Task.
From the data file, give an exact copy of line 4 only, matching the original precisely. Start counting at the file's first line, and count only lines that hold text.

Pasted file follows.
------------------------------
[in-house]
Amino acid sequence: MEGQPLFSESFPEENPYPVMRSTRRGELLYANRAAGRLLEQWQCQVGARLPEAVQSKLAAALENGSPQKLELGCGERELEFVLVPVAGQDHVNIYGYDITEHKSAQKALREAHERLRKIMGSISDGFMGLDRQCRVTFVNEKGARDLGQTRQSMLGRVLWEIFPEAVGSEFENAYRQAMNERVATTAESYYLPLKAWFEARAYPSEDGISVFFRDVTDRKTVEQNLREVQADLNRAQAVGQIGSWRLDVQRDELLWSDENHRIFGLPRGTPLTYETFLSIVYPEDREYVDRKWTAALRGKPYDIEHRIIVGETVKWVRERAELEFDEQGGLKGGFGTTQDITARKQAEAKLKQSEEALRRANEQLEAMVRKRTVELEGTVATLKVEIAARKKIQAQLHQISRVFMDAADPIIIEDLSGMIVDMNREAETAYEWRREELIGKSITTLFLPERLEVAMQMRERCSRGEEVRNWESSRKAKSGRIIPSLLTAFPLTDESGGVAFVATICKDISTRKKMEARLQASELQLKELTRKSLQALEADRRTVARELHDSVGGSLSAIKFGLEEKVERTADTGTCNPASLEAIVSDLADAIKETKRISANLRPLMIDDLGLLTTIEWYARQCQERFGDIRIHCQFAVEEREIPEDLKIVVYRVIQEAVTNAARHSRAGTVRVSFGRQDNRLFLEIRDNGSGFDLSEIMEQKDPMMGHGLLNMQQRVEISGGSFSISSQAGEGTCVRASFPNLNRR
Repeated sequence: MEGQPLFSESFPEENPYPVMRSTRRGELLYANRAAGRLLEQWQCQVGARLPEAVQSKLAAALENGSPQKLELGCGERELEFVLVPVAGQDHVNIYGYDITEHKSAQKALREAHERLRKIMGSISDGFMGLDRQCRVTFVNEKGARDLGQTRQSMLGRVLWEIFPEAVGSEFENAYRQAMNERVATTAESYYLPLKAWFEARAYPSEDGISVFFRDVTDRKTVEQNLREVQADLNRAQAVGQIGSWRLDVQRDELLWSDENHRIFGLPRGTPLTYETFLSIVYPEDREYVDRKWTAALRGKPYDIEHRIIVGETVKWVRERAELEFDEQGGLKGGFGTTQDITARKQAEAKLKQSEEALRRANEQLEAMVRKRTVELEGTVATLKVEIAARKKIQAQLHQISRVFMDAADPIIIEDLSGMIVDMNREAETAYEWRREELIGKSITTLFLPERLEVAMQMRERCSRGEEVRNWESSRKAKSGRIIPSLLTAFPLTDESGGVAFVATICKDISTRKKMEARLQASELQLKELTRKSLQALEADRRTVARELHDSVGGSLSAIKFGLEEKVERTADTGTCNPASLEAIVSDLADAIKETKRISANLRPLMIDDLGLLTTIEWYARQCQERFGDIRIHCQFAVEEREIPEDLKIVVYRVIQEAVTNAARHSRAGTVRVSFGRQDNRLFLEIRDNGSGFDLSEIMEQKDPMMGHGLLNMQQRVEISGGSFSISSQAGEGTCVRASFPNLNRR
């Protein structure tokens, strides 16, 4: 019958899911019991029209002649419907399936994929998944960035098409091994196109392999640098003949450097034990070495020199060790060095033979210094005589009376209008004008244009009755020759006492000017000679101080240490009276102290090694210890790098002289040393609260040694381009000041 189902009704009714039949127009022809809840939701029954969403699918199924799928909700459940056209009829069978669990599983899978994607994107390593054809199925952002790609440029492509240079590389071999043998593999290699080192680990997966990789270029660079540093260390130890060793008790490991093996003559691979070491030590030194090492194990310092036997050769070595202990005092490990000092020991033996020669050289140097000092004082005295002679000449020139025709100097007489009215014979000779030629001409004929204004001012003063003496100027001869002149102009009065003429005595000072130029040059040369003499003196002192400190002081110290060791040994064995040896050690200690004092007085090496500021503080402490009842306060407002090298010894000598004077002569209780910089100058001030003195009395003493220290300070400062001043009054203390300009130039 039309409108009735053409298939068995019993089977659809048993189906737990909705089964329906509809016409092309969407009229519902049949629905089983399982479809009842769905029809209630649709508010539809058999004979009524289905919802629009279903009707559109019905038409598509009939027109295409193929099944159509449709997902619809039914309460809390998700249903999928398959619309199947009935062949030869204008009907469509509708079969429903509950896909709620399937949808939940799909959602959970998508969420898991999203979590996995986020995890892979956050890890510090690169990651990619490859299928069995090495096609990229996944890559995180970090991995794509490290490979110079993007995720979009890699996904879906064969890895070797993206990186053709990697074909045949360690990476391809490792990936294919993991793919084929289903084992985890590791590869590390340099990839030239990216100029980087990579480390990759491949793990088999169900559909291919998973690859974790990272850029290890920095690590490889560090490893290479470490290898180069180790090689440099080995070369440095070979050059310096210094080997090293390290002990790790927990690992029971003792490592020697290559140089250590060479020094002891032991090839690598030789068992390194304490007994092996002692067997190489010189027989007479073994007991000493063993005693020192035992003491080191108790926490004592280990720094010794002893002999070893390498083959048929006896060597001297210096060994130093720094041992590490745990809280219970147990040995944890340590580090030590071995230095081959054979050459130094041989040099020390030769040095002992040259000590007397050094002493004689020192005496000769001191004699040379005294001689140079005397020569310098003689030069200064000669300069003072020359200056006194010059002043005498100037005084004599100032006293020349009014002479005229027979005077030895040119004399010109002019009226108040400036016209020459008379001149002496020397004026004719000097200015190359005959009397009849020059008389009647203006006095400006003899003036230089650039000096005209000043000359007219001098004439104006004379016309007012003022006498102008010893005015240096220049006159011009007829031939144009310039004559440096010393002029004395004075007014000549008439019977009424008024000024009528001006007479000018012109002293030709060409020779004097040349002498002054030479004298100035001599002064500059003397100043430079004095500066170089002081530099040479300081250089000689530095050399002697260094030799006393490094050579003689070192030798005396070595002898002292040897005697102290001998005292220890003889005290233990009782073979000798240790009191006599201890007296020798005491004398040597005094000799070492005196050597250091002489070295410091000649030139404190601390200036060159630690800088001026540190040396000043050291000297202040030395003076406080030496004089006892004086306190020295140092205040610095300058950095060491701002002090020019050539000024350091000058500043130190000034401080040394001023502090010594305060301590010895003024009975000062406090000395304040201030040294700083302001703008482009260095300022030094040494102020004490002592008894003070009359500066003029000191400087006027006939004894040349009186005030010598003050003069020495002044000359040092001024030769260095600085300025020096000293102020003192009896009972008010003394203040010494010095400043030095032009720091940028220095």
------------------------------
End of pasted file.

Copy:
């Protein structure tokens, strides 16, 4: 019958899911019991029209002649419907399936994929998944960035098409091994196109392999640098003949450097034990070495020199060790060095033979210094005589009376209008004008244009009755020759006492000017000679101080240490009276102290090694210890790098002289040393609260040694381009000041 189902009704009714039949127009022809809840939701029954969403699918199924799928909700459940056209009829069978669990599983899978994607994107390593054809199925952002790609440029492509240079590389071999043998593999290699080192680990997966990789270029660079540093260390130890060793008790490991093996003559691979070491030590030194090492194990310092036997050769070595202990005092490990000092020991033996020669050289140097000092004082005295002679000449020139025709100097007489009215014979000779030629001409004929204004001012003063003496100027001869002149102009009065003429005595000072130029040059040369003499003196002192400190002081110290060791040994064995040896050690200690004092007085090496500021503080402490009842306060407002090298010894000598004077002569209780910089100058001030003195009395003493220290300070400062001043009054203390300009130039 039309409108009735053409298939068995019993089977659809048993189906737990909705089964329906509809016409092309969407009229519902049949629905089983399982479809009842769905029809209630649709508010539809058999004979009524289905919802629009279903009707559109019905038409598509009939027109295409193929099944159509449709997902619809039914309460809390998700249903999928398959619309199947009935062949030869204008009907469509509708079969429903509950896909709620399937949808939940799909959602959970998508969420898991999203979590996995986020995890892979956050890890510090690169990651990619490859299928069995090495096609990229996944890559995180970090991995794509490290490979110079993007995720979009890699996904879906064969890895070797993206990186053709990697074909045949360690990476391809490792990936294919993991793919084929289903084992985890590791590869590390340099990839030239990216100029980087990579480390990759491949793990088999169900559909291919998973690859974790990272850029290890920095690590490889560090490893290479470490290898180069180790090689440099080995070369440095070979050059310096210094080997090293390290002990790790927990690992029971003792490592020697290559140089250590060479020094002891032991090839690598030789068992390194304490007994092996002692067997190489010189027989007479073994007991000493063993005693020192035992003491080191108790926490004592280990720094010794002893002999070893390498083959048929006896060597001297210096060994130093720094041992590490745990809280219970147990040995944890340590580090030590071995230095081959054979050459130094041989040099020390030769040095002992040259000590007397050094002493004689020192005496000769001191004699040379005294001689140079005397020569310098003689030069200064000669300069003072020359200056006194010059002043005498100037005084004599100032006293020349009014002479005229027979005077030895040119004399010109002019009226108040400036016209020459008379001149002496020397004026004719000097200015190359005959009397009849020059008389009647203006006095400006003899003036230089650039000096005209000043000359007219001098004439104006004379016309007012003022006498102008010893005015240096220049006159011009007829031939144009310039004559440096010393002029004395004075007014000549008439019977009424008024000024009528001006007479000018012109002293030709060409020779004097040349002498002054030479004298100035001599002064500059003397100043430079004095500066170089002081530099040479300081250089000689530095050399002697260094030799006393490094050579003689070192030798005396070595002898002292040897005697102290001998005292220890003889005290233990009782073979000798240790009191006599201890007296020798005491004398040597005094000799070492005196050597250091002489070295410091000649030139404190601390200036060159630690800088001026540190040396000043050291000297202040030395003076406080030496004089006892004086306190020295140092205040610095300058950095060491701002002090020019050539000024350091000058500043130190000034401080040394001023502090010594305060301590010895003024009975000062406090000395304040201030040294700083302001703008482009260095300022030094040494102020004490002592008894003070009359500066003029000191400087006027006939004894040349009186005030010598003050003069020495002044000359040092001024030769260095600085300025020096000293102020003192009896009972008010003394203040010494010095400043030095032009720091940028220095």